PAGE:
Lifeway Research’s latest survey revealed that 54% of 1,005 Americans think religious freedom is under threat. Furthermore, 59% said that Christians are being treated less favorably than others and that intolerance for their beliefs is growing.
These statistics are confusing. Relevant Magazine responded to these findings in a recent article. Relevant Magazine argued that Christians in America aren’t being persecuted the same as Christians in other countries.
Conservative Christian groups [in America] have a lot to celebrate. The Supreme Court overturned Roe v. Wade and delivered a big win to Christians who want to pray in public schools. These are big, historic decisions and they don’t square with a narrative of diminishing religious liberty for Christians. This is especially true on a global scale. Open Doors USA’ World Watch List keeps track of the countries where it’s most dangerous to be a Christian, and the stories on their meticulously detailed database are heartbreaking. Christians in places like Afghanistan, North Korea, and Somalia can be imprisoned, tortured, and even killed for their faith…. Persecution against Christians is real and we should be talking more about it. But it’s not what the American Church is facing, and conflating what’s happening in other countries with an online backlash and political spats in the U.S. does a disservice to that conversation.
It is, indeed, nonsense to argue that Christians in America have it anywhere near as bad as Christians in, say, the Muslim world, where the overwhelming majority of persecution against Christians takes place. The same World Watch List referenced above found that the “extreme persecution” meted out to Christians in nine of the absolute 11 worst nations in the world comes from Islamic oppression or is occurring in Muslim-majority nations. Similarly, the persecution Christians experience in 39 of the 50 nations on the World Watch List is also either from Islamic oppression or is occurring in Muslim-majority nations.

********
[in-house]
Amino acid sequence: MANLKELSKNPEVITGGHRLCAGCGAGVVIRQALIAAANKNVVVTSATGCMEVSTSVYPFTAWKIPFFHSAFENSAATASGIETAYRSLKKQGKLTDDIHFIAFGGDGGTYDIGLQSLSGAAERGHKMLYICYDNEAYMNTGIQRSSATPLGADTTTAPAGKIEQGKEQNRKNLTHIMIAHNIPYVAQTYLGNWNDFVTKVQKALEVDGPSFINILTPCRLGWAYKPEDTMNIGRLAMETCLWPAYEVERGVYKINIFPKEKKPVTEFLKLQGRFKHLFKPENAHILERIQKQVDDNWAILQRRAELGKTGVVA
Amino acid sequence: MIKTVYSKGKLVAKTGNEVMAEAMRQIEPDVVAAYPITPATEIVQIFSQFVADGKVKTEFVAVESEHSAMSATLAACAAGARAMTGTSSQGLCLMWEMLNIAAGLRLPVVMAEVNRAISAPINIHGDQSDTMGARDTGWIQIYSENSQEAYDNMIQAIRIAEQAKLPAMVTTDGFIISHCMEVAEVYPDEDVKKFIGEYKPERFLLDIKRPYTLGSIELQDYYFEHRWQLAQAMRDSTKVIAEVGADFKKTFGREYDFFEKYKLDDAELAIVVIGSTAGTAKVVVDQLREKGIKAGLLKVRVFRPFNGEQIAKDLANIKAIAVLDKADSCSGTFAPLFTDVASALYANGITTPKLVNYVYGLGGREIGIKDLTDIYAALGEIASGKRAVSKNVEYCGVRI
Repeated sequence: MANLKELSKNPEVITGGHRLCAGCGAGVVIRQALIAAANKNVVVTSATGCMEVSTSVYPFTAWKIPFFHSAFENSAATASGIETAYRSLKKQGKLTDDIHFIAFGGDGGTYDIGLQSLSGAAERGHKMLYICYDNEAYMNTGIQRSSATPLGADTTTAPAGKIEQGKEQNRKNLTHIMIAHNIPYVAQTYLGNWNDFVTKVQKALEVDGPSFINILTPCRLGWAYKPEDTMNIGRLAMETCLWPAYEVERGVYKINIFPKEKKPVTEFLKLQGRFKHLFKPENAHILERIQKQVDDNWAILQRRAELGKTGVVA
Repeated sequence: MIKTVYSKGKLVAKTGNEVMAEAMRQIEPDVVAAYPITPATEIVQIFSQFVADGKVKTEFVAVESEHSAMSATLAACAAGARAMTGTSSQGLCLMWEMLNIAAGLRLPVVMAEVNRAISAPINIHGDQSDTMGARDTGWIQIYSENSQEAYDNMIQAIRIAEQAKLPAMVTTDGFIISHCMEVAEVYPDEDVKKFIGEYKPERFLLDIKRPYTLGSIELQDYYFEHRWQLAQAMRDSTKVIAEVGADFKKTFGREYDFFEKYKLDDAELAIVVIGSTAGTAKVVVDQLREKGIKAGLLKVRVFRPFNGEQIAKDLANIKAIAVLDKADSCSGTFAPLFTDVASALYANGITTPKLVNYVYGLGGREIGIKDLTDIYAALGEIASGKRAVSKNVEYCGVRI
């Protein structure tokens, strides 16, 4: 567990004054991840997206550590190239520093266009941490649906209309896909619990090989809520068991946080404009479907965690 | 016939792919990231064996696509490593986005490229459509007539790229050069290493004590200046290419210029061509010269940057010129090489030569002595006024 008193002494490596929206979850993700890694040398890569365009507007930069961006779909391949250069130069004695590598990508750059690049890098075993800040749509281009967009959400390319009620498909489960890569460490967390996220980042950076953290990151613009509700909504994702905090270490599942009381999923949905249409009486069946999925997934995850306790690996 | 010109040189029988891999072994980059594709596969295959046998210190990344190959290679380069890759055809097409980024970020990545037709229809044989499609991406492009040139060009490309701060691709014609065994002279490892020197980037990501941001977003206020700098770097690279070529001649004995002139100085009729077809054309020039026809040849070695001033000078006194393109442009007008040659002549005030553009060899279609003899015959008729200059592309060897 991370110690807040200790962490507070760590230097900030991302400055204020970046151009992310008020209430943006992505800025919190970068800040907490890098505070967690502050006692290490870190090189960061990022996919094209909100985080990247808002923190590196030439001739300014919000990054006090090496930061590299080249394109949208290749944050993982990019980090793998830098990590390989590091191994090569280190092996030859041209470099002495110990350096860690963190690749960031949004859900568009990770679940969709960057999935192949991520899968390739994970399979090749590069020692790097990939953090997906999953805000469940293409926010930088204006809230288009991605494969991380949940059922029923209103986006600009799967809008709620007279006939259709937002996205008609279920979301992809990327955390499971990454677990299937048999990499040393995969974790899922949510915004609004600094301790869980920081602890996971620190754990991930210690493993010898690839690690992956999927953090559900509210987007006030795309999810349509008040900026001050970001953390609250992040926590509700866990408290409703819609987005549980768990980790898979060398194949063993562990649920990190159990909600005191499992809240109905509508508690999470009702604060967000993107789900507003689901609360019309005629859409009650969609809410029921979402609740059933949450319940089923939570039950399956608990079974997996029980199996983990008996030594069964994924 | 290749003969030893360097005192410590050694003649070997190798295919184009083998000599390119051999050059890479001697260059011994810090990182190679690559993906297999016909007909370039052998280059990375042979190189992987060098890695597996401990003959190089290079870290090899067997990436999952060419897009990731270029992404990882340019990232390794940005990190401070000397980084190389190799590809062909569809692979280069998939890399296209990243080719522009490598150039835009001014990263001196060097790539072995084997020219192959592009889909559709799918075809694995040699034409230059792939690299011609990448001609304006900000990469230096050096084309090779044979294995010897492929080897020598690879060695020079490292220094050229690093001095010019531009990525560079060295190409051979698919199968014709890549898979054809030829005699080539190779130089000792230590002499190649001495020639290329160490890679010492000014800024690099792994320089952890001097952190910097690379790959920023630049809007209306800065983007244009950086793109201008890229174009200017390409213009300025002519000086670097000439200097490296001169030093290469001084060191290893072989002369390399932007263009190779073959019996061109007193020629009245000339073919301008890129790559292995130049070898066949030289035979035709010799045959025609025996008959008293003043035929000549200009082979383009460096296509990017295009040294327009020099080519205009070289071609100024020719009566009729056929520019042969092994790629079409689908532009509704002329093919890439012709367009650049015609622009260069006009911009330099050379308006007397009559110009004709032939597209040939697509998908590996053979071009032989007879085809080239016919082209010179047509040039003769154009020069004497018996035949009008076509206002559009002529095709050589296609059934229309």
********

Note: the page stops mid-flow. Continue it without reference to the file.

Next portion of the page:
It’s not about losing religious freedom but losing the war on vibes. While Christians might not enjoy being faced with opposing views or being forced to make room for others in a diverse setting, it does not mean that they are being treated with intolerance. This simply means allowing others to have the same freedom as you.
This reasoning is a straw man argument. It fails to consider that America was founded by Christians as a Christian nation. It is a slippery slope, and it’s not good for the future.
Relevant makes the absurd argument that Roe V. Wade was overturned is a “big win for Christians”. Christians can also pray in public schools. It is not true that Roe V. Wade was ever a thing. Nor was there ever any question about Christians praying publicly. This is a sign of the great loss Christians have suffered in this country.
Essentially, if American Christianity were as influential as the Relevant articles suggest, there would never have been a Roe v. Wade or questions over public prayer. Nor would any other cultural “values,” which directly contradict Christian principles, have much impact on Muslim, Hindu, and Buddhist nations whose values are undisputed.
Consider a line or continuum that runs from 1-10. The number 1 is for nations that place religious principles first, while the number 10 represents those who have abandoned religion completely. The majority of non-Western countries, especially those that are Muslim, fall between 1 and 3. This is where the U.S. stands in relation to its founding faith. Maybe between 6-8? Perhaps worse
This placement is not a big win for Christianity in America. It also does not suggest that conservative Christian groups have much to celebrate, as Relevant claims. It is a sign of how insignificant Christianity has become.
You can expect to see an increase in actual and real persecution as America approaches 10 and the number of Christians in America continues to decline.
As history will record, the story of America is one long slippery slope. The individual bumps are subtle and gradual and so imperceptible. It leads to destruction.
This is the story of The Boiling Frog.